Musical Dictionary: Accent Signs/Marks

10/19/2011 8:25 am

The Music Workshop Musical Dictionary

Accent Signs/Marks

Simply:  To play the note or notes louder

More: These symbols mark a louder dynamic on that/those note(s). They make a more pronounced marking when played. There are different symbols as noted here. For example:

  • Staccato, the first symbol shown above, indicates that the last part of a note should be silenced to create separation between it and the following note. The duration of a staccato note may be about half as long as the note value would indicate, although the tempo and performers’ taste varies this quite a bit.
  • The staccatissimo, shown second, is usually interpreted as shorter than the staccato, but composers up to the time of Mozart used these symbols interchangeably. A staccatissimo quarter note would be correctly played in traditional art music as a lightly articulated sixteenth note followed by rests which fill the remainder of the beat.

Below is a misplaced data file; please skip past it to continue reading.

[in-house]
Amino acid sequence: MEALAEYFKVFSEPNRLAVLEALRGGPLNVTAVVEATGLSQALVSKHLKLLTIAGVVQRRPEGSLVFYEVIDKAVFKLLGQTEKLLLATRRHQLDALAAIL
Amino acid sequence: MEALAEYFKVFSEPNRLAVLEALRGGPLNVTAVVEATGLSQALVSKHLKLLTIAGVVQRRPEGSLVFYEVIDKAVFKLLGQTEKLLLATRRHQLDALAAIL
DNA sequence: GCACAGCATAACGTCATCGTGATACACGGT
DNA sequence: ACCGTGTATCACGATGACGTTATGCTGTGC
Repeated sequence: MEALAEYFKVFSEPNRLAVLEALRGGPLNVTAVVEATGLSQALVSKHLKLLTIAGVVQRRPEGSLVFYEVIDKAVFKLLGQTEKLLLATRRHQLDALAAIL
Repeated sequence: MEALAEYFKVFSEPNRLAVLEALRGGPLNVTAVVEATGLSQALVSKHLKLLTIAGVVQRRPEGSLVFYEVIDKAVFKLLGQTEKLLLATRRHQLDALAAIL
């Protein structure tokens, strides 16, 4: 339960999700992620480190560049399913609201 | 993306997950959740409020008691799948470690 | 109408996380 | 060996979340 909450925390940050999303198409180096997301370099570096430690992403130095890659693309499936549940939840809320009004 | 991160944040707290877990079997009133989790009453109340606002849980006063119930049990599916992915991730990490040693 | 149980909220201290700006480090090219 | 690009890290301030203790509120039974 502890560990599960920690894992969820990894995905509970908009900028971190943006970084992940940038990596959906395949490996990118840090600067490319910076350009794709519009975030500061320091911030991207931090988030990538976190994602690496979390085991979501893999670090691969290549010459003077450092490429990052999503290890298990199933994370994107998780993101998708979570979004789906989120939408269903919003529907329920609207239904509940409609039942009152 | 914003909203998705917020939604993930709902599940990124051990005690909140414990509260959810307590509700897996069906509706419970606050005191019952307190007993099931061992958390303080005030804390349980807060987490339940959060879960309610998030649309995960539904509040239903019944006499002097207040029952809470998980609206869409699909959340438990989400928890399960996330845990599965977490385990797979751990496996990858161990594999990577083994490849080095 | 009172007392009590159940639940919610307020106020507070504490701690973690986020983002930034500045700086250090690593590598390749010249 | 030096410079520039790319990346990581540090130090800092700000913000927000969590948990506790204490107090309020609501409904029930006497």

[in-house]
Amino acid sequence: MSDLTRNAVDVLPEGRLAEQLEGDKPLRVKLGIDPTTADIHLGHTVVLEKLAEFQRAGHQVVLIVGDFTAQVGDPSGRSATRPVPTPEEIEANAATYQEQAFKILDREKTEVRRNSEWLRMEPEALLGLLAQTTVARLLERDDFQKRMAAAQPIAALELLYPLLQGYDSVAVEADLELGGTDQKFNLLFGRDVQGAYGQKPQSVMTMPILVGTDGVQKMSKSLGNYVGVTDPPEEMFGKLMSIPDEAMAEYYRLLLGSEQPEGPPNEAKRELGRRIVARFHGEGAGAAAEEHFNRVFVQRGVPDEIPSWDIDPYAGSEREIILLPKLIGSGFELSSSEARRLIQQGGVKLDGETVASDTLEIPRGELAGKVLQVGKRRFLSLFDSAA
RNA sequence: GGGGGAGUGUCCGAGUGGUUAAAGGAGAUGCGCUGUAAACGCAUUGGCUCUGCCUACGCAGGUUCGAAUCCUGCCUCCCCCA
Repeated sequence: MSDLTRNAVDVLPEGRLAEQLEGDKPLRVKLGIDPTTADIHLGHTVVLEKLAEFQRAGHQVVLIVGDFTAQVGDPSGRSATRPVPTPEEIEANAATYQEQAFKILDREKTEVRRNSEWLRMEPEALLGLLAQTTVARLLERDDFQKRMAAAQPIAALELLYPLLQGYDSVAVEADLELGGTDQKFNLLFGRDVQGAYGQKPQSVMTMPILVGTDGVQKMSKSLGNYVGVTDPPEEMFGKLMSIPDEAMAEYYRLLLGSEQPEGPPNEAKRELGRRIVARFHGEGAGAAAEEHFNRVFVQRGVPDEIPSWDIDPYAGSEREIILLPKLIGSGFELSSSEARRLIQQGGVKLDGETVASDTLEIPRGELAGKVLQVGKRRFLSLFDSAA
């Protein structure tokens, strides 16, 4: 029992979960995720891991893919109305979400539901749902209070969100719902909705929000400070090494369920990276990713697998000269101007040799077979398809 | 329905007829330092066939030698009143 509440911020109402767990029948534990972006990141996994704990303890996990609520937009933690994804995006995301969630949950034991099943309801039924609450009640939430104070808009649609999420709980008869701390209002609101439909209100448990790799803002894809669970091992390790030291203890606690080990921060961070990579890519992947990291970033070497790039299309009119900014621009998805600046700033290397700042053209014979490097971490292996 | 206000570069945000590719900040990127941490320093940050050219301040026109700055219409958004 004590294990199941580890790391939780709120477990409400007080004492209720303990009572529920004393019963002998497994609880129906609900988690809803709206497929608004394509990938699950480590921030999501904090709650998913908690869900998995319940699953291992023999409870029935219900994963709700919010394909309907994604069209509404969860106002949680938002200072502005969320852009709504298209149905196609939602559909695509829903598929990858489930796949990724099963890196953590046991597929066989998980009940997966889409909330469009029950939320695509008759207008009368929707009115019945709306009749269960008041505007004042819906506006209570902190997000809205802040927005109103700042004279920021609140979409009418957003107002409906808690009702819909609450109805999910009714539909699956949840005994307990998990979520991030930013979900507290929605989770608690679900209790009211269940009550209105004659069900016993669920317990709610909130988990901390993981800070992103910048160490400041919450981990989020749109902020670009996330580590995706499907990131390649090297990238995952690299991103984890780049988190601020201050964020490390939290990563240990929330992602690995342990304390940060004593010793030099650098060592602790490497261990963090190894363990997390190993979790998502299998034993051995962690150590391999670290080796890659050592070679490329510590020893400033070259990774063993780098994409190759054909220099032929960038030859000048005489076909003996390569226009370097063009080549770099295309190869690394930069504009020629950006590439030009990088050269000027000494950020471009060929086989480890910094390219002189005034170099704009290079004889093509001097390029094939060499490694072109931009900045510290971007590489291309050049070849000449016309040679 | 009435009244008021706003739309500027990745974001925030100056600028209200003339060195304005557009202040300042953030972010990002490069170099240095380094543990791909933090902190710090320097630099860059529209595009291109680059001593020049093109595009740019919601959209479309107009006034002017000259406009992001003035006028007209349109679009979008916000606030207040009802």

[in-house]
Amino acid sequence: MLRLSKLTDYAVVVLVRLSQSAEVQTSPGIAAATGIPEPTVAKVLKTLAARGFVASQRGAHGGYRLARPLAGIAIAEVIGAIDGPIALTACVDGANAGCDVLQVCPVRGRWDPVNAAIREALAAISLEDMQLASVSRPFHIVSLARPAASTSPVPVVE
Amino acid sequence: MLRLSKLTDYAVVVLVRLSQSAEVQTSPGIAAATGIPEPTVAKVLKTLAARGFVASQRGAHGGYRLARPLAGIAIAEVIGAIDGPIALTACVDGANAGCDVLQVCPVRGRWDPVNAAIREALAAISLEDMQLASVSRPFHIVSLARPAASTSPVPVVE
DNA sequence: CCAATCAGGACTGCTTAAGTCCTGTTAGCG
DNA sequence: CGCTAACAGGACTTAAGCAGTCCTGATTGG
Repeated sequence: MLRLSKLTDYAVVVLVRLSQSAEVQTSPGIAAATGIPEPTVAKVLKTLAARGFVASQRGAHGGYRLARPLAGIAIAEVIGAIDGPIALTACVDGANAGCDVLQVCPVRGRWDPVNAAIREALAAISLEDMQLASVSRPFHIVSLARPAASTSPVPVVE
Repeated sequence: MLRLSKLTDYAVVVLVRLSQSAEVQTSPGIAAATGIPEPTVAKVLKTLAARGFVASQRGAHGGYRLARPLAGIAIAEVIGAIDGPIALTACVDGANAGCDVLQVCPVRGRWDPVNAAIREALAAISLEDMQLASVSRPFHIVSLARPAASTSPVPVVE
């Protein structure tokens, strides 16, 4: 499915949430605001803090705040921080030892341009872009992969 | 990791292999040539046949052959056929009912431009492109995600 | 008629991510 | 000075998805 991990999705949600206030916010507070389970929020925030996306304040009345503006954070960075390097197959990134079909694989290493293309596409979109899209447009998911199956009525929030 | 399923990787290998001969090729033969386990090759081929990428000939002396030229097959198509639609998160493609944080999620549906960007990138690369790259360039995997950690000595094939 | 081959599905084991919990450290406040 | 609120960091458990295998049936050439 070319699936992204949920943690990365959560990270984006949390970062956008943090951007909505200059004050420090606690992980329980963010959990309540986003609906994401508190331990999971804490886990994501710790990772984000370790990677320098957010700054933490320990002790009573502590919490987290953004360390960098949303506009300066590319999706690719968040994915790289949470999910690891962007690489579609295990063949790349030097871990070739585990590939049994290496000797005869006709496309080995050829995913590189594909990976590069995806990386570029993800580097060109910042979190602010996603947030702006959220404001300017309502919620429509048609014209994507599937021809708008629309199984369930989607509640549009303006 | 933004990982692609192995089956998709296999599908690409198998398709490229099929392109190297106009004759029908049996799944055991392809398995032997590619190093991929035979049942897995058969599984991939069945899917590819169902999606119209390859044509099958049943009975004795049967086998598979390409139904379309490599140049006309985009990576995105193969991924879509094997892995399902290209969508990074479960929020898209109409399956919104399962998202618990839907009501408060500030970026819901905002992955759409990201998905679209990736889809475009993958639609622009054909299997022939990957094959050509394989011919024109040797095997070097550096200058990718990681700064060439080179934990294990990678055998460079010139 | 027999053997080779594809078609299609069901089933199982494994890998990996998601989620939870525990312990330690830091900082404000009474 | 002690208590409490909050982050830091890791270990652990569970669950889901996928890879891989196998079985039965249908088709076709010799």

• The marcato, shown third, the vertical open wedge, is even louder or more marked than a regular accent mark.
  • The fourth mark shown, the Accent mark, indicates that the marked note should have an emphasized beginning and then taper off rather quickly. This mark is correctly known by classically trained musicians as marcato, though it is usually simply referred to as an accent.
  • The tenuto mark, shown fifth above, has three meanings. It may indicate that a note or chord is to be played at full length or longer; it may indicate that a note or chord is to be played a bit louder; or it may indicate that a note is to be separated with a little space from surrounding notes. The last meaning is usually inferred with there are several notes with tenuto marks in a row, especially under a slur. Tenuto is Italian for “sustained”.

For more info check back to our growing Musical Dictionary Terms Page (Click on Musical Dictionary Category)
( Illustration courtesy of: Nick Daly )